Have you just started playing the guitar, but it feels like you are never making any progress? Have no fear, you are by no means the only one experiencing this. Let’s discuss five common reasons why beginning guitarists stop playing the guitar. And … why they are not good reasons! We have also written an article about starting on an acoustic or electric guitar that you might like.
1. “It’s just too hard for me!”
First things first, learning to play the guitar may be more difficult than you thought.
But it seems so easy when you see famous guitarists playing in video clips.
This is simply due to the fact that most of them have trained very hard for a long time. They practiced and repeated their songs endlessly and eventually they truely master them.
What is mastery? When you close your eyes and have no trouble playing the whole song without ever taking a sneak-peak at the fretboard.
When you simply don’t have to think about it anymore, it may seem very easy to someone else. This is the control you strive for.
But when you’ve just started playing the guitar, what the experts are performing all looks overwhelming and that makes sense. Never underestimate their mastery of the instrument, but … never see it as unattainable.
If you keep practicing consistently every day, you will find that you will be progressing little by little.
2. “I have to do too many things at the same time and I can’t!”
What you may have experienced from the beginning is that it can be very difficult to pay attention to two hands at the same time. Unless you’re just a natural in multitasking, of course.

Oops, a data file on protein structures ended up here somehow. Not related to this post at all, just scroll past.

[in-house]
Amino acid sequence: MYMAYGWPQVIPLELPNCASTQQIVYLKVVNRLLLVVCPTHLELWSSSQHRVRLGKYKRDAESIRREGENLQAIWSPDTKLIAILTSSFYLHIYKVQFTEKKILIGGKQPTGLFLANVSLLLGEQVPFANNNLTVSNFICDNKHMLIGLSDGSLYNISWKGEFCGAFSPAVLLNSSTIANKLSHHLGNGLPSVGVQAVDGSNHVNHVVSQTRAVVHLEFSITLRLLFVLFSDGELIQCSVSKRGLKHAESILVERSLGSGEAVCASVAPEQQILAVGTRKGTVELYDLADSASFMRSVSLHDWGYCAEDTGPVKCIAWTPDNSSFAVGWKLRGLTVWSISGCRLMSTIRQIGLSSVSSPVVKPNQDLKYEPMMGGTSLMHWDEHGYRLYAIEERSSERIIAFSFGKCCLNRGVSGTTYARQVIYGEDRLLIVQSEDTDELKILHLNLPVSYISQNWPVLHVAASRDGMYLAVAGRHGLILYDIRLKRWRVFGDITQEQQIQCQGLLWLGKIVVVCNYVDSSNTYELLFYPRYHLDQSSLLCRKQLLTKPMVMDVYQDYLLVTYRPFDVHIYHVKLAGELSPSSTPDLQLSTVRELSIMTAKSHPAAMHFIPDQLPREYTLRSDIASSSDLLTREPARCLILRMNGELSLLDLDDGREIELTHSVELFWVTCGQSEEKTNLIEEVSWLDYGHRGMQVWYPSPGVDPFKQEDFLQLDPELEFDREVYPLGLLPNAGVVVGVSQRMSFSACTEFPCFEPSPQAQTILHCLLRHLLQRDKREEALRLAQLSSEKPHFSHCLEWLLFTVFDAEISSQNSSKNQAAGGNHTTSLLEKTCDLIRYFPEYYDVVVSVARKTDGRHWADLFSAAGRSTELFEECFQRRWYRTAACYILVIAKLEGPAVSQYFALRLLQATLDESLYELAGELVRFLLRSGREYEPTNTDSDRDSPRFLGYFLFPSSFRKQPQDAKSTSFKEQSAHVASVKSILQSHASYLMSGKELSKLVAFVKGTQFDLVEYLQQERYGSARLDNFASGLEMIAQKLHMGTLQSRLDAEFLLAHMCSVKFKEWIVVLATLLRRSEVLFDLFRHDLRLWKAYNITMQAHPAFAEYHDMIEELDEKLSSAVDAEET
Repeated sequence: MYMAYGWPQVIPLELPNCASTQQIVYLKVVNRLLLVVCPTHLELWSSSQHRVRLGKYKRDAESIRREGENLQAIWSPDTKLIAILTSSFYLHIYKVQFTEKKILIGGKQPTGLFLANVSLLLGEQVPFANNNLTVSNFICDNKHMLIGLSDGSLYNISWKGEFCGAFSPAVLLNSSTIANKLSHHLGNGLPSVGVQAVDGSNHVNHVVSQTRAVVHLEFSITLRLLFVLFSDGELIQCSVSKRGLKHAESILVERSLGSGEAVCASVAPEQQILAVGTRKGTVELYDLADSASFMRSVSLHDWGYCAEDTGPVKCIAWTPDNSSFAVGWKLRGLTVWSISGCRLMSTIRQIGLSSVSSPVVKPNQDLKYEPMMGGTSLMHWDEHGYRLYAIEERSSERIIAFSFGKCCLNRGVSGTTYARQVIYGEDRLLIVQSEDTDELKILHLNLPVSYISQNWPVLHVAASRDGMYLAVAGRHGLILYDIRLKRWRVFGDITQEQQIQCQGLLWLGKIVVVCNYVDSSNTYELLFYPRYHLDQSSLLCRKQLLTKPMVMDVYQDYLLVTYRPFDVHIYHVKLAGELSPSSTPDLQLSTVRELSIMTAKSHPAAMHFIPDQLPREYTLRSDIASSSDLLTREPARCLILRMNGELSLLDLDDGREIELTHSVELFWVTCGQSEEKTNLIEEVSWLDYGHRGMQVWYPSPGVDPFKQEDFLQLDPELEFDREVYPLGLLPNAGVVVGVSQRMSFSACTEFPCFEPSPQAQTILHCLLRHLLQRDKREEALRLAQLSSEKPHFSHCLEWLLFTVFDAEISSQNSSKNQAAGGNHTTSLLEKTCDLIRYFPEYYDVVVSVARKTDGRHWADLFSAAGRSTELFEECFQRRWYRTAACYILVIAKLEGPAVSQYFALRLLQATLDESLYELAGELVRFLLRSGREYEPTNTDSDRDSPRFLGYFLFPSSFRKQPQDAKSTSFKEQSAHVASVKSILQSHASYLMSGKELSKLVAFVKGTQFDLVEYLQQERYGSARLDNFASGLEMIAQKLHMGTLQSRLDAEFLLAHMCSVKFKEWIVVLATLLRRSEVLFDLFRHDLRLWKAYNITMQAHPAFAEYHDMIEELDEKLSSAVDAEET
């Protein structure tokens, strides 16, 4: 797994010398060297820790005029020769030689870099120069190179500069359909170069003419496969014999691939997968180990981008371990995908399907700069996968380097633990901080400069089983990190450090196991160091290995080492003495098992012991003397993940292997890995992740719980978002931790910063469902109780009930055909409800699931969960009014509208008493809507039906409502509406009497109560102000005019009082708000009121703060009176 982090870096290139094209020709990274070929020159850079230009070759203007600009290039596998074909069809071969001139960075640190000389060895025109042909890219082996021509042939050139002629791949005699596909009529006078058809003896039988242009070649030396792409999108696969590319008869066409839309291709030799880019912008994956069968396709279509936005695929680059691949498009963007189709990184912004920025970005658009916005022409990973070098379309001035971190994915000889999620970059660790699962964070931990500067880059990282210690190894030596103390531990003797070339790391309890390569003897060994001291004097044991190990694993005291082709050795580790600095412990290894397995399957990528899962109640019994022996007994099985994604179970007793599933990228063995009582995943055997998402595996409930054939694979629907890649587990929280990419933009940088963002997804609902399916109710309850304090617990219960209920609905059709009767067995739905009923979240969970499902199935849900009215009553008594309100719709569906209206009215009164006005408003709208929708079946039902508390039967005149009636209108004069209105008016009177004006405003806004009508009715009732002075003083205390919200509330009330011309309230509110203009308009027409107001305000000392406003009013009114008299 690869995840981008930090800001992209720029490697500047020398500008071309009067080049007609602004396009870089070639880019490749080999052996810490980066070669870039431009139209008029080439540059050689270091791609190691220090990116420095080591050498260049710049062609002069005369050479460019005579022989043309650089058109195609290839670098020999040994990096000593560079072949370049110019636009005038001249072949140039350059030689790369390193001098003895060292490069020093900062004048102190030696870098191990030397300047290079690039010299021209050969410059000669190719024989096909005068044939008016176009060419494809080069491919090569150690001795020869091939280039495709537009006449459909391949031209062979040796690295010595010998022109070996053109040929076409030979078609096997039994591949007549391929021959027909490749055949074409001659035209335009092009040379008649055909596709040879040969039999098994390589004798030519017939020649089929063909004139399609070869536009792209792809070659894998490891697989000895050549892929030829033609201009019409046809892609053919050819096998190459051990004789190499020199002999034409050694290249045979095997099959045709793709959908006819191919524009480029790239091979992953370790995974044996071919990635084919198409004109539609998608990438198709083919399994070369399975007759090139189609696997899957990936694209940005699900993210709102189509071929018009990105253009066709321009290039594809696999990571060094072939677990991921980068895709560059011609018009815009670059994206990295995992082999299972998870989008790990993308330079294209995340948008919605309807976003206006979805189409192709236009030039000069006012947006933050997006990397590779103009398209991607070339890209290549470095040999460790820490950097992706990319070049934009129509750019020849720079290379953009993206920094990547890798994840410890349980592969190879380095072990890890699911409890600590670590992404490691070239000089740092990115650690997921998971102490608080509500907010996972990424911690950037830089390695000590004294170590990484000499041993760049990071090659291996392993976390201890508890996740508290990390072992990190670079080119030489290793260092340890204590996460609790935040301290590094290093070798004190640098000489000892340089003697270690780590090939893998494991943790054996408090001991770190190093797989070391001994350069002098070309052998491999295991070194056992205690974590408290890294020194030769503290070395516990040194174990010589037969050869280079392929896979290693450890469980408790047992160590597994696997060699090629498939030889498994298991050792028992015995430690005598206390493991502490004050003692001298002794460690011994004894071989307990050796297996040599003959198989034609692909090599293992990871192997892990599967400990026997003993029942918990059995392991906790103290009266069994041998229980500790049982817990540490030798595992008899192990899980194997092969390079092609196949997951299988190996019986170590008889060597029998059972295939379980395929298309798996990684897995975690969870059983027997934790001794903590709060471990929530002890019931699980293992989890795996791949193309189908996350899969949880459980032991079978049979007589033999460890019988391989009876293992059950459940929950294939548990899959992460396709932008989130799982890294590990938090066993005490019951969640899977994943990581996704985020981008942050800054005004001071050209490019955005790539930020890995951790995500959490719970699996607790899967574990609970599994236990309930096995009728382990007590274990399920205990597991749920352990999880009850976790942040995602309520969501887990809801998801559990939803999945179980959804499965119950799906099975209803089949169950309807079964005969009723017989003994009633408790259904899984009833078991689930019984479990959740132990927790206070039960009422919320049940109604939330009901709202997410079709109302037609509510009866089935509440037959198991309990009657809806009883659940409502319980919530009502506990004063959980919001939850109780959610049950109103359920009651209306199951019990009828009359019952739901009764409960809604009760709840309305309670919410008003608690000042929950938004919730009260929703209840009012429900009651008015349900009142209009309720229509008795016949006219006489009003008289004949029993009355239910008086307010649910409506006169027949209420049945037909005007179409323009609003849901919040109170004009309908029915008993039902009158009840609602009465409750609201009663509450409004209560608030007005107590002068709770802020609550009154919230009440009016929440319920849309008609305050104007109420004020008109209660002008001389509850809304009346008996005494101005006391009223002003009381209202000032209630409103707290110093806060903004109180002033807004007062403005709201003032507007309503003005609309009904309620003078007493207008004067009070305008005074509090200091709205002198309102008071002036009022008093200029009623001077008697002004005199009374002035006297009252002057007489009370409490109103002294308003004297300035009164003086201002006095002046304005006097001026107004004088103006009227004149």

With one hand you press strings and the other hand strums, plays a beat rhythm or hits single notes. All while you are listening to what you are doing and whether you are pressing the strings properly… (does it sometimes crackle, or why is this sounding muted or wrong?) Try to hold the rhythm, strum the right strings and in the right order.
You are doing all those things while your brain also needs to think about future chords and notes. It IS quite a lot to process.
Here is our beginner’s guide to learning guitar chords.
Slow and steady does the job
Always start slowly, very slowly.
When you play slowly, you have more time to focus on what you are doing.
The faster you go, the more it should be an automatism.
You can also practice the parts of both hands separately. For example, you practice your rhythm on just one chord and you keep repeating over and over until you stop thinking about it.
Use a metronome in advance while practicing, as it helps you immediately train your sense of tempo. The sooner you start this, the better.
You can do the same with the hand on your fretboard. Practice the chord or note changes by repeating the same bits over and over.
Are you switching from a D to a G and do you have difficulty with that? Then repeat the switch from D to G for a while.
Eventually you will notice that it is getting easier and faster.
3. “I don’t know how to proceed!”
You may have started playing guitar using the internet. For example via YouTube videos and websites that focus on online teaching in guitar playing or tabs. These definitely aren’t bad tactics, but the catch is that there is no one to correct you when needed.
This allows you to learn habits that can later give you a pain in the ass. Examples of this are fingering positions that are not efficient, not ‘muting’ strings (muting the strings you don’t want to hear) and incorrect alternate picking.
Ask for tips